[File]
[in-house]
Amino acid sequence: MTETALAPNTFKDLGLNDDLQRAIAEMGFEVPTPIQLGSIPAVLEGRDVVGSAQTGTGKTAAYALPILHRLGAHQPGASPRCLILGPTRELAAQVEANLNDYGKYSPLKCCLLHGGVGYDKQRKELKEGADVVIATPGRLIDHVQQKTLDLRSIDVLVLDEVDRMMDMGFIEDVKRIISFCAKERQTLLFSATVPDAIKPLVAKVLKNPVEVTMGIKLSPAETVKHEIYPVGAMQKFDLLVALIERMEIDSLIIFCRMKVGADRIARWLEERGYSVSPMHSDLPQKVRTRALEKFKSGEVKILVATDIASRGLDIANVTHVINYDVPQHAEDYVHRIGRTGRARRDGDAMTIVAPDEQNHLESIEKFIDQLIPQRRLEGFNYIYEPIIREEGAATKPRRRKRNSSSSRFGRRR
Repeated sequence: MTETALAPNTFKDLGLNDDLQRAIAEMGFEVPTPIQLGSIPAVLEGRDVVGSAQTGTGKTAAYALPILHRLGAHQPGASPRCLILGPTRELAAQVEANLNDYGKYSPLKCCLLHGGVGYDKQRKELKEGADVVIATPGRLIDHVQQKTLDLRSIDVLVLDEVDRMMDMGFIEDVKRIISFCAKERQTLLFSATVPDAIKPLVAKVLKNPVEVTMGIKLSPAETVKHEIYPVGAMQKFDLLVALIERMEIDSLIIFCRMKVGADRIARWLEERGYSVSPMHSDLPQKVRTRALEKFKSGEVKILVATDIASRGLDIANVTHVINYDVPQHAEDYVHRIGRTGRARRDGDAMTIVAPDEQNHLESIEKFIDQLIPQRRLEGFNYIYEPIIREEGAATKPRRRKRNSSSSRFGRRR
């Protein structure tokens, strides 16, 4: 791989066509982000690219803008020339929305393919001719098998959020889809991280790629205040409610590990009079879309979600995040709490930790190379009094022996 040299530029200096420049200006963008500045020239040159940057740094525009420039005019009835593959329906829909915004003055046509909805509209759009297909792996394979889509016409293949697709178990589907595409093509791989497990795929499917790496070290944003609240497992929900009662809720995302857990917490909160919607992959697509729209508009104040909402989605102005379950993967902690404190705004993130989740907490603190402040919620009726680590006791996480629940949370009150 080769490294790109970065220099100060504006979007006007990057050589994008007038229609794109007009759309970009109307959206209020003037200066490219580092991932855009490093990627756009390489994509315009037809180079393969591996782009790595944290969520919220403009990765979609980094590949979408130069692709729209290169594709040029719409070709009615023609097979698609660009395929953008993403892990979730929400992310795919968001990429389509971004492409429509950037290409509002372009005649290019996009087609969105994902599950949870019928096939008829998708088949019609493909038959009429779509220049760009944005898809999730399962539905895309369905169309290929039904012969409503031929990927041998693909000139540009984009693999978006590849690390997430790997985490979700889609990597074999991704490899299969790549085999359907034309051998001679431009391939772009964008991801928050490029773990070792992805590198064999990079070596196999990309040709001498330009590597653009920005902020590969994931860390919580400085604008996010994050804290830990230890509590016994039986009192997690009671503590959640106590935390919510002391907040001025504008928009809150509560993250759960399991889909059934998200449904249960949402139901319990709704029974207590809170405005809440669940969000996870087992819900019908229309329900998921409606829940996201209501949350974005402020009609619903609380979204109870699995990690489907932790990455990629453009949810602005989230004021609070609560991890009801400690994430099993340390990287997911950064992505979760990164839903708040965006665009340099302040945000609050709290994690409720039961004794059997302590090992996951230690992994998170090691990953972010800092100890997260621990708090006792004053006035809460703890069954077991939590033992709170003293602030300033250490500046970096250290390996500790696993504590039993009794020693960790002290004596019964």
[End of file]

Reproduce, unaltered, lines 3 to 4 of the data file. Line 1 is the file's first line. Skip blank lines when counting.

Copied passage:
Repeated sequence: MTETALAPNTFKDLGLNDDLQRAIAEMGFEVPTPIQLGSIPAVLEGRDVVGSAQTGTGKTAAYALPILHRLGAHQPGASPRCLILGPTRELAAQVEANLNDYGKYSPLKCCLLHGGVGYDKQRKELKEGADVVIATPGRLIDHVQQKTLDLRSIDVLVLDEVDRMMDMGFIEDVKRIISFCAKERQTLLFSATVPDAIKPLVAKVLKNPVEVTMGIKLSPAETVKHEIYPVGAMQKFDLLVALIERMEIDSLIIFCRMKVGADRIARWLEERGYSVSPMHSDLPQKVRTRALEKFKSGEVKILVATDIASRGLDIANVTHVINYDVPQHAEDYVHRIGRTGRARRDGDAMTIVAPDEQNHLESIEKFIDQLIPQRRLEGFNYIYEPIIREEGAATKPRRRKRNSSSSRFGRRR
């Protein structure tokens, strides 16, 4: 791989066509982000690219803008020339929305393919001719098998959020889809991280790629205040409610590990009079879309979600995040709490930790190379009094022996 040299530029200096420049200006963008500045020239040159940057740094525009420039005019009835593959329906829909915004003055046509909805509209759009297909792996394979889509016409293949697709178990589907595409093509791989497990795929499917790496070290944003609240497992929900009662809720995302857990917490909160919607992959697509729209508009104040909402989605102005379950993967902690404190705004993130989740907490603190402040919620009726680590006791996480629940949370009150 080769490294790109970065220099100060504006979007006007990057050589994008007038229609794109007009759309970009109307959206209020003037200066490219580092991932855009490093990627756009390489994509315009037809180079393969591996782009790595944290969520919220403009990765979609980094590949979408130069692709729209290169594709040029719409070709009615023609097979698609660009395929953008993403892990979730929400992310795919968001990429389509971004492409429509950037290409509002372009005649290019996009087609969105994902599950949870019928096939008829998708088949019609493909038959009429779509220049760009944005898809999730399962539905895309369905169309290929039904012969409503031929990927041998693909000139540009984009693999978006590849690390997430790997985490979700889609990597074999991704490899299969790549085999359907034309051998001679431009391939772009964008991801928050490029773990070792992805590198064999990079070596196999990309040709001498330009590597653009920005902020590969994931860390919580400085604008996010994050804290830990230890509590016994039986009192997690009671503590959640106590935390919510002391907040001025504008928009809150509560993250759960399991889909059934998200449904249960949402139901319990709704029974207590809170405005809440669940969000996870087992819900019908229309329900998921409606829940996201209501949350974005402020009609619903609380979204109870699995990690489907932790990455990629453009949810602005989230004021609070609560991890009801400690994430099993340390990287997911950064992505979760990164839903708040965006665009340099302040945000609050709290994690409720039961004794059997302590090992996951230690992994998170090691990953972010800092100890997260621990708090006792004053006035809460703890069954077991939590033992709170003293602030300033250490500046970096250290390996500790696993504590039993009794020693960790002290004596019964």